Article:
Professional Judgement - Special/Unusual Circumstances

Professional Judgment refers to the school's authority to adjust, on a case-by-case basis, to information reported on the Free Application for Federal Student Aid (FAFSA) to recalculate the original Department of Education's Expected Family Contribution (EFC).

Types of Professional Judgement/Special or Unusual Circumstances Definitions for Dependency Override (DO), Expected Family Contribution (EFC), and Cost of Attendance (COA)
1. Dependency Override (DO)

The DO is an Unusual Circumstance referring to conditions of a student's unique situation such as human trafficking, refugee or asylee status, parental abuse, parental abandonment, or incarceration.

2. Expected Family Contribution (EFC)

The EFC is the number the school uses to determine if a student is eligible for need-based financial aid and is considered a Special Circumstance referring to a financial situation such as loss of income.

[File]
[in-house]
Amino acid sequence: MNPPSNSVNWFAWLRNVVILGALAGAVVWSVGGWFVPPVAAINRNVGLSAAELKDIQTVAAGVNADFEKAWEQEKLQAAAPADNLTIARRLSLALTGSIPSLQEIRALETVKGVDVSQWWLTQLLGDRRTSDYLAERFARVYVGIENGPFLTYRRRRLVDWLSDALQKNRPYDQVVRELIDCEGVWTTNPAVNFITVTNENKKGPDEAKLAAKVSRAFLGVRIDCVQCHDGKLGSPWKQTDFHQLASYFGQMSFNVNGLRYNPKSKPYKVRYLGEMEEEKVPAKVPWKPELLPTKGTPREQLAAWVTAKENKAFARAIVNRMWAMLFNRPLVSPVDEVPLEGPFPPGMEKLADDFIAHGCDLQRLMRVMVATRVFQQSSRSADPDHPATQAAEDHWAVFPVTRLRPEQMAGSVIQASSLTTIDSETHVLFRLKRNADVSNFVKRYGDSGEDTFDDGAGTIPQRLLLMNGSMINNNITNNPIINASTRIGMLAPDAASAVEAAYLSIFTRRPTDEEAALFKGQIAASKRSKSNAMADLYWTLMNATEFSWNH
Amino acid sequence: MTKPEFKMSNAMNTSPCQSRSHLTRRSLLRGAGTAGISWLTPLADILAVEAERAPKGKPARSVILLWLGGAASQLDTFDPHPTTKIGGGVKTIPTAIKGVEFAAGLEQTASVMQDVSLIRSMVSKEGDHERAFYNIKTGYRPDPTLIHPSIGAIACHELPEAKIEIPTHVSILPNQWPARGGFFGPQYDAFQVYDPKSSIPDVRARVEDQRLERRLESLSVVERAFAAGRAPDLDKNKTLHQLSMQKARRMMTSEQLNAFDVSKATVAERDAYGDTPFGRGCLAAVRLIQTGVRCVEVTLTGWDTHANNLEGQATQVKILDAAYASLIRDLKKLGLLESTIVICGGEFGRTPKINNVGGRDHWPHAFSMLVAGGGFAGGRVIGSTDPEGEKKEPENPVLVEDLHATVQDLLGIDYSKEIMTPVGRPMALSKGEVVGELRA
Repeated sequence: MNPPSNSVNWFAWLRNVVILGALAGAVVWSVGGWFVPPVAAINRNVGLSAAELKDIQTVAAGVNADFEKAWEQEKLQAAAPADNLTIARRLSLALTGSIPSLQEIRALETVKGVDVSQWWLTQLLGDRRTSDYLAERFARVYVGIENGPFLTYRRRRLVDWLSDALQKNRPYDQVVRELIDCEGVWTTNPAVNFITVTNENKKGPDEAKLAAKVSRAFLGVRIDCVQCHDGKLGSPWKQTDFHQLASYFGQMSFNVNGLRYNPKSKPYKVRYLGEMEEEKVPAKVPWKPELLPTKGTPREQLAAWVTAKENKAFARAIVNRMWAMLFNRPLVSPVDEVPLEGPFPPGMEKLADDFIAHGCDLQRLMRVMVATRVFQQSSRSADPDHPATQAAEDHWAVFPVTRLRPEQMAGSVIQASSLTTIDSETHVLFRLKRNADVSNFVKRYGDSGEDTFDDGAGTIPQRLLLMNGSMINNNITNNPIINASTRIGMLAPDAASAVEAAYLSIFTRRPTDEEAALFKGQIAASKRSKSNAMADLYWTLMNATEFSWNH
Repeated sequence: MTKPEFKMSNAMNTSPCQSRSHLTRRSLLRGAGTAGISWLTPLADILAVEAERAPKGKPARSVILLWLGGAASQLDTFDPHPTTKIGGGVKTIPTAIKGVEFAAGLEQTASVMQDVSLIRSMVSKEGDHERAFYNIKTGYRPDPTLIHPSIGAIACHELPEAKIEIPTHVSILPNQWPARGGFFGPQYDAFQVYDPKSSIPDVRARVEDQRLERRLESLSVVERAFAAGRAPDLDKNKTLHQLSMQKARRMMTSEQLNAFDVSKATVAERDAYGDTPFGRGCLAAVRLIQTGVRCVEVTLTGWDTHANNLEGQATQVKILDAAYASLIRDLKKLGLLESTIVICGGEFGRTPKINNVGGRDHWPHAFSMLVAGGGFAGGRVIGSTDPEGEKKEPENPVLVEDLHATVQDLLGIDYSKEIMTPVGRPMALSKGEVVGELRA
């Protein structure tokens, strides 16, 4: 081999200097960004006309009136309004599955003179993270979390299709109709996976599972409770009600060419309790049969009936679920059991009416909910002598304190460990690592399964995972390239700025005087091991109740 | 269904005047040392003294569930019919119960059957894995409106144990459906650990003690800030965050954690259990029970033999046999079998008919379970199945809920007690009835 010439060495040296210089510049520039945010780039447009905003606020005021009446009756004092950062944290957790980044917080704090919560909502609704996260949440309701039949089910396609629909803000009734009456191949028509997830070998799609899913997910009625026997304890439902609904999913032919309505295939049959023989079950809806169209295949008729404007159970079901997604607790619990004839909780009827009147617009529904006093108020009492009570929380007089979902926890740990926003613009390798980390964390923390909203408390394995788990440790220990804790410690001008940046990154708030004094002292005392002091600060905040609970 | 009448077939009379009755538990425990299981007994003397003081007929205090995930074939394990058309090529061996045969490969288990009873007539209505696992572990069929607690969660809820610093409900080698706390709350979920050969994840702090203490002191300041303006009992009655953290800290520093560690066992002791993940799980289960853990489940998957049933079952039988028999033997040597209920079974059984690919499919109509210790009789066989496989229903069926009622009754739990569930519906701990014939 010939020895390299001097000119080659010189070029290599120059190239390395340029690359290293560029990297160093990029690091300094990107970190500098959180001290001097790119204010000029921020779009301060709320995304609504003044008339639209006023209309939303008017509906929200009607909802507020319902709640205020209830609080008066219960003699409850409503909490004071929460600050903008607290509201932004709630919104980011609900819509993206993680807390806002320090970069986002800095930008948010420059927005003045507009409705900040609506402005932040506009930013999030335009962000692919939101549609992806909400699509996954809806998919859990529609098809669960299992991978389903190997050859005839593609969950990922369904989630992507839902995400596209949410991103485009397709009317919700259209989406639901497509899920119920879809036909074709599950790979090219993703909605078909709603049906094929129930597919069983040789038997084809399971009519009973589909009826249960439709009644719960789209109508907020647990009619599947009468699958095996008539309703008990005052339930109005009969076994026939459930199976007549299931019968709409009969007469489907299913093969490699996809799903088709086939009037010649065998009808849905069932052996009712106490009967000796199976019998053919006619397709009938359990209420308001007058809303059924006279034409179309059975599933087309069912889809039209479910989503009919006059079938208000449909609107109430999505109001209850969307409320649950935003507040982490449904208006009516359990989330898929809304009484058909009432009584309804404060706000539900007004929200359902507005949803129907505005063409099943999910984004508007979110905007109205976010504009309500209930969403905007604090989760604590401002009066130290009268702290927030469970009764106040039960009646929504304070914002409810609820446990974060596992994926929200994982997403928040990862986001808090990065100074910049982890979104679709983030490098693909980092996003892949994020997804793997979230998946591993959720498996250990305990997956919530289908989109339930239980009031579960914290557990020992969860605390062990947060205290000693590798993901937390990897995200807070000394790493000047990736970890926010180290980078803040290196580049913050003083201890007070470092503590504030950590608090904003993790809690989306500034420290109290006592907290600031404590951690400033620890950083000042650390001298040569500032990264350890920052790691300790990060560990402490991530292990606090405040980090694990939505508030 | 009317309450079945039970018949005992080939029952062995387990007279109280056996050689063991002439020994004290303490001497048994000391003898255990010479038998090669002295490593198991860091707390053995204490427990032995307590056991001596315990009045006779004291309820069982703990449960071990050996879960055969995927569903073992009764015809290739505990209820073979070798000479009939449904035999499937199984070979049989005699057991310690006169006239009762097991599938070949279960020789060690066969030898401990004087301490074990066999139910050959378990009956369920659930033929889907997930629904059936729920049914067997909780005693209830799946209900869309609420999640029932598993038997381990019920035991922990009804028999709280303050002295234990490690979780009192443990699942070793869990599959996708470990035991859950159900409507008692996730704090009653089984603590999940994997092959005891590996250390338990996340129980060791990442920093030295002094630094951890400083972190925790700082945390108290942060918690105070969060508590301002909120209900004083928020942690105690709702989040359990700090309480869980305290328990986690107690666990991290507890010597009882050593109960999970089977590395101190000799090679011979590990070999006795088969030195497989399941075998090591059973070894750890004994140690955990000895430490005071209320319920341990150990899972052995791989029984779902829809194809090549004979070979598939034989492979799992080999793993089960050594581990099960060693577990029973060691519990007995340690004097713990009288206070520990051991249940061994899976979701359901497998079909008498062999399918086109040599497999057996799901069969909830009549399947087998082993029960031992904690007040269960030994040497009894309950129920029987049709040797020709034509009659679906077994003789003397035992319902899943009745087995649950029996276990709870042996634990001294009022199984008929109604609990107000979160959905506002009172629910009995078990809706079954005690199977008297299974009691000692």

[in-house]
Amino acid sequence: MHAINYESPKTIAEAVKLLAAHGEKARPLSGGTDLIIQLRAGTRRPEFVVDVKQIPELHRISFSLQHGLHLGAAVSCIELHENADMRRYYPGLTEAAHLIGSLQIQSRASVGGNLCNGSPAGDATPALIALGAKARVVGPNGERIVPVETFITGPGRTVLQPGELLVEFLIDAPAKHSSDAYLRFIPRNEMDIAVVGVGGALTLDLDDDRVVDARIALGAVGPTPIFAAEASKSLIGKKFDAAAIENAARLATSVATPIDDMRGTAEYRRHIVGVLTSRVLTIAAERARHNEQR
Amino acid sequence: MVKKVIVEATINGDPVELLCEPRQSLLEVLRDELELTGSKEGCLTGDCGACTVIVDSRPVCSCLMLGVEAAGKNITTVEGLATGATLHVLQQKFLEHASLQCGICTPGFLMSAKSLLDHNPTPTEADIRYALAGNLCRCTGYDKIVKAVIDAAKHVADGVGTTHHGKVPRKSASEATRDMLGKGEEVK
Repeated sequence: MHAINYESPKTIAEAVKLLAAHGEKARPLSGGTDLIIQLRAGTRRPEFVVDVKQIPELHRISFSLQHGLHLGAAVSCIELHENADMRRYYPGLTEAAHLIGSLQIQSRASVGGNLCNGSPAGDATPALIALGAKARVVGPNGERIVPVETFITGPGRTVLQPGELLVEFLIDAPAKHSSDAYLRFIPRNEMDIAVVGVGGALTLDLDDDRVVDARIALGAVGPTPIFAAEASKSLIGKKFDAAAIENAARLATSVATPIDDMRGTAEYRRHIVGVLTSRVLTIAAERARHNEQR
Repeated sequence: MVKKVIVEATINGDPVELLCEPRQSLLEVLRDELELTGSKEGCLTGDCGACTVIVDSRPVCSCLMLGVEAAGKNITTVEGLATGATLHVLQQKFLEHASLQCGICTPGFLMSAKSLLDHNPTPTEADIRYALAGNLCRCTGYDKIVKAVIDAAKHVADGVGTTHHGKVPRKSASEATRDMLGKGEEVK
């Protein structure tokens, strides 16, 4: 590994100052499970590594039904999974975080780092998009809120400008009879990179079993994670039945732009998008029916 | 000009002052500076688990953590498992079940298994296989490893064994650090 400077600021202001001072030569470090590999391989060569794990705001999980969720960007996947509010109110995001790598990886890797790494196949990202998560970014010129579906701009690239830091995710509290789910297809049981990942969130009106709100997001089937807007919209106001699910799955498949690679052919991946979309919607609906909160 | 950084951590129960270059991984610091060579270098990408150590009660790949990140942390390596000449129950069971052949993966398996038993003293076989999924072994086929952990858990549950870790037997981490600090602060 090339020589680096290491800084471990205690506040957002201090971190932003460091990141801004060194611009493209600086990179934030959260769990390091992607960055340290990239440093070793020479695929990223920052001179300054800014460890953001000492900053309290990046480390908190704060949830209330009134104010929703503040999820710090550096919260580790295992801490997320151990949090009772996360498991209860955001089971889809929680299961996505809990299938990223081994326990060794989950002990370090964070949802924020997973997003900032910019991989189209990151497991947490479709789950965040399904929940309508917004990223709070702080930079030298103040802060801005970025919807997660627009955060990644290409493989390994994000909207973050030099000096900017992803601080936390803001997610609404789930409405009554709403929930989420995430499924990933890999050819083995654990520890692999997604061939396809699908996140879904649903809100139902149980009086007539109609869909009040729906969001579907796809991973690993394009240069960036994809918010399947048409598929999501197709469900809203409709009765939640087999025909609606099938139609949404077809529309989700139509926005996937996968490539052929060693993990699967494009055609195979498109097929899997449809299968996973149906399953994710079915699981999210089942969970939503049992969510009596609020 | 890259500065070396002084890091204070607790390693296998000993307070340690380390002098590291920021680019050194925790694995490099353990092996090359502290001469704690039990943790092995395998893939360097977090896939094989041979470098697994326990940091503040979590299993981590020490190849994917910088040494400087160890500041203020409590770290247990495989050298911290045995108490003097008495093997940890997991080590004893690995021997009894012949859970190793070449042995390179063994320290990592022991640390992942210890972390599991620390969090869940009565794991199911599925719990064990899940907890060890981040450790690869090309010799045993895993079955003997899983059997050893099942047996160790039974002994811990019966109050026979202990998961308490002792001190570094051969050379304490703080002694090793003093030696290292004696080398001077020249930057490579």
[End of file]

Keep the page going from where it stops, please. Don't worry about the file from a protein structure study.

3. Cost of Attendance (COA)

COA is a Special Circumstance referring to a financial situation such as loss of income. 

*If a student receives a Federal Pell Grant or a California College Promise Grant, it may result in a reduced or loss of funds.

Special circumstances are used to personalize current financial circumstances based on unusual situations.

Acceptable and Non-Acceptable Circumstances:

Reasons to Submit a Professional Judgement Request:

  • Unusually high childcare or dependent care expenses.
  • Changes to dependency status
  • Unusually high medical or dental expenses.
  • Parent(s) enrolled in college at least half-time in a degree-seeking program.
  • Changes in a family's reported income.
  • Death or disability of a wage earner.
  • Separation/divorce of the student's parents
  • One-time taxable income.

Situations not considered Special Circumstances

  • Vacation expenses